Lodge St Thomas 306. The Masonic Lodge in Wellgate St can trace its charter back to 1823. It is known locally as St Tam's.
Marblez

Glengowan Primary


Larkhall Academy - Original (F) by D1gitAl Imagez, on Flickr


New Glengowan Primary School by D1gitAl Imagez, on Flickr

When Larkhall Academy moved to their new premises down at Cherryhill in 1972, these buildings were taken over by Glengowan Primary School. The original Glengowan Primary was down on Millheugh Brae. The new building in Summerlee Road opened in January 2012. Since then, the old buildings are being used as a "decant" and are currently occupied by St Mary's. Machanhill will be moving in sometime later this year when the new St Mary's opens.
Marblez

Machanhill Primary

Jan 2014


Machanhill Primary (F) I by D1gitAl Imagez, on Flickr


Machanhill Primary (F) II by D1gitAl Imagez, on Flickr


Machanhill Primary (R) by D1gitAl Imagez, on Flickr

Machanhill Primary is now in its final year, having served the area of the same name for nearly ninety years, having opened in August 1927. This was my primary school in the 1970s, in those days the playground at the back was not fenced off like it is today, and there was a different hut where the grey one stands today. We used to have massive umpteen-a-side games of football with the wee brown rubber balls which were the size of a mini-football. I still have the scars on my hand from when I fell behind the hut on the right ! These buildings will be demolished and a new school built in it's place. In my day the school had 24 classrooms, the new build will only have 12.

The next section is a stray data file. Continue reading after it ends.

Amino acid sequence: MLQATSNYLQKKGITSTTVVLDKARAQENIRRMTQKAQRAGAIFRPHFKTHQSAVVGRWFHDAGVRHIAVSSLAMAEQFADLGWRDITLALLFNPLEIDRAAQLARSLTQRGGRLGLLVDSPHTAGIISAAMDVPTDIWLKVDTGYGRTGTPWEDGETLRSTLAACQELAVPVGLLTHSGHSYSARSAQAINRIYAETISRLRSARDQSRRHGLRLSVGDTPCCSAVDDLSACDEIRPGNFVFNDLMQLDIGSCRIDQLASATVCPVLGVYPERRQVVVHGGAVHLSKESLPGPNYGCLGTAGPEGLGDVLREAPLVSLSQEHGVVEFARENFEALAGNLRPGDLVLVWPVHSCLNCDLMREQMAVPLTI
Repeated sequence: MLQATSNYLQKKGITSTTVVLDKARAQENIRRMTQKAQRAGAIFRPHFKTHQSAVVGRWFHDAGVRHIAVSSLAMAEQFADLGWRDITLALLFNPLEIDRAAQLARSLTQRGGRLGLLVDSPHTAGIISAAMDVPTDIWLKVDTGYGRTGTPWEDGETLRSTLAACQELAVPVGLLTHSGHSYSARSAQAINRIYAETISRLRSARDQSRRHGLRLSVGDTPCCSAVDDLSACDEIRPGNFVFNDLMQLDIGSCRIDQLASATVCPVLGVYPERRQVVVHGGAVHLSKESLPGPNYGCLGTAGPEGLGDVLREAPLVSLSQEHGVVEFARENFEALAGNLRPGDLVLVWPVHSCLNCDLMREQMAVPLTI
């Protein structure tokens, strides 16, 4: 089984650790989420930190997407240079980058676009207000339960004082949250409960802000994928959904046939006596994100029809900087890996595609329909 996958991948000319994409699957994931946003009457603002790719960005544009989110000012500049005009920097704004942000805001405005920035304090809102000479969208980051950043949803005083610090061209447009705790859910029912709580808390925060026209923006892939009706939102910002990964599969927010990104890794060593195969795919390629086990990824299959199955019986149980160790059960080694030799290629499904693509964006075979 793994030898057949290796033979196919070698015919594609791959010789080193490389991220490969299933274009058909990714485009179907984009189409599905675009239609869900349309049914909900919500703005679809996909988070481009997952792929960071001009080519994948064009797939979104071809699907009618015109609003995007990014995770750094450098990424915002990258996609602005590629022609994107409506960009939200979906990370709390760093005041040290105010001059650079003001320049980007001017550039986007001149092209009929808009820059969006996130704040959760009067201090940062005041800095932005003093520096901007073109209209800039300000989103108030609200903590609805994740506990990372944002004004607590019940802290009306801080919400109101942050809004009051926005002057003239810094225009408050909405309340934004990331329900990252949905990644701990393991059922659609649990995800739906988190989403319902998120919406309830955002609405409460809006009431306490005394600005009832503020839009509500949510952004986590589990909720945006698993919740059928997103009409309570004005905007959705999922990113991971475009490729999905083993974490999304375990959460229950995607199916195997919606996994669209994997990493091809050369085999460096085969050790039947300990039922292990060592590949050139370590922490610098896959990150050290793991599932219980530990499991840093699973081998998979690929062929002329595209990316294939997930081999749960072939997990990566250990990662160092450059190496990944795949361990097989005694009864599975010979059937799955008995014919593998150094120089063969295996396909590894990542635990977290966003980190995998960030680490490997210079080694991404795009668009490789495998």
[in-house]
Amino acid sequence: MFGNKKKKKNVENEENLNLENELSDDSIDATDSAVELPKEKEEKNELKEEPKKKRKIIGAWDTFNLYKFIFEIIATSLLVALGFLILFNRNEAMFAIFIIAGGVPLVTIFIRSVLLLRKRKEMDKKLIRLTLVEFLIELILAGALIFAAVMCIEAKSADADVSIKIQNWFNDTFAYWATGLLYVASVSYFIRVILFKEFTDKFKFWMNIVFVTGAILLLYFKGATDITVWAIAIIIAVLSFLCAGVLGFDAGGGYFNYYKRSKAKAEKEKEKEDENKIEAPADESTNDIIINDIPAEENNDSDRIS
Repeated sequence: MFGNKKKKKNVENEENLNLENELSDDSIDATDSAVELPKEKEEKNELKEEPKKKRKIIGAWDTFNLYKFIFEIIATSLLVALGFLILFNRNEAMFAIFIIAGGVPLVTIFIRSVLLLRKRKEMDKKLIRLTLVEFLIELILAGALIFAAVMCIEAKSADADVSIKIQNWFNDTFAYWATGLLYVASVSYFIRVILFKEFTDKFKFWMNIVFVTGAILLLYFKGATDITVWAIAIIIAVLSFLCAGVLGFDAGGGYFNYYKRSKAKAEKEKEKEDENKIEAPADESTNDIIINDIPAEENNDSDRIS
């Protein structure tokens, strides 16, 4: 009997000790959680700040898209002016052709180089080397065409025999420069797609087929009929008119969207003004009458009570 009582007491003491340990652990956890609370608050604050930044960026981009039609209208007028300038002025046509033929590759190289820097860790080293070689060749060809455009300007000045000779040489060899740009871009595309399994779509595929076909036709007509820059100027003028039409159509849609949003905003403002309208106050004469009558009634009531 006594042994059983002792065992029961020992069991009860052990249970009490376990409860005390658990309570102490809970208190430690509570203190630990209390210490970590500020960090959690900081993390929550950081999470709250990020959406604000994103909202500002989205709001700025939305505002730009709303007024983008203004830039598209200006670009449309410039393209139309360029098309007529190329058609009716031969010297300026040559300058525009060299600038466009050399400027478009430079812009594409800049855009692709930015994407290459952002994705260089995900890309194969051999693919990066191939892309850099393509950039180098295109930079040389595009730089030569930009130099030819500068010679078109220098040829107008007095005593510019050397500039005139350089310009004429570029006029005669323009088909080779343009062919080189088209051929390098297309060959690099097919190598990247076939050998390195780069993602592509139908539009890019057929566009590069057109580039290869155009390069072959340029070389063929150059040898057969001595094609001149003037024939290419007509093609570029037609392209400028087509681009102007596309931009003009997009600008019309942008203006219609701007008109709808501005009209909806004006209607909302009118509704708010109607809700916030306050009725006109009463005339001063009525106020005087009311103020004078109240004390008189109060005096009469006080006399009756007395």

norrie

Hi Marblez, I didn't know you were a Larkie boy
Cant be much more for you to shoot, or is there?
Marblez

Well now you know Norrie. There is loads more - watch this space
Marblez

Robert Smillie Memorial Primary

Jul 09


Jan 2014


New Robert Smillie Primary II by D1gitAl Imagez, on Flickr


New Robert Smillie Primary III by D1gitAl Imagez, on Flickr


New Robert Smillie Primary I by D1gitAl Imagez, on Flickr

Robert Smillie Memorial Primary is on Glen Ave. The school is named after the Irishman who campaigned for miner's rights. The original building dated from 1957 and the new one opened in 2010.
Marblez

Craigbank Primary

Jan 2014


New Craigbank Primary by D1gitAl Imagez, on Flickr


Old Craigbank Primary (site of) by D1gitAl Imagez, on Flickr

The new Craigbank Primary is in Glengonnar St and opened in 2008. The original building was in Avon Road and was identical to Robert Smellie having being built around the same time in the late 1950s. Strange how they demolished all the buildings and yet left the original sign though
Marblez

St Marys Primary

Feb 2013


St Marys Primary (F) 2013 by D1gitAl Imagez, on Flickr

Jan 2014

St Marys Primary (F) 2014 by D1gitAl Imagez, on Flickr

Feb 2013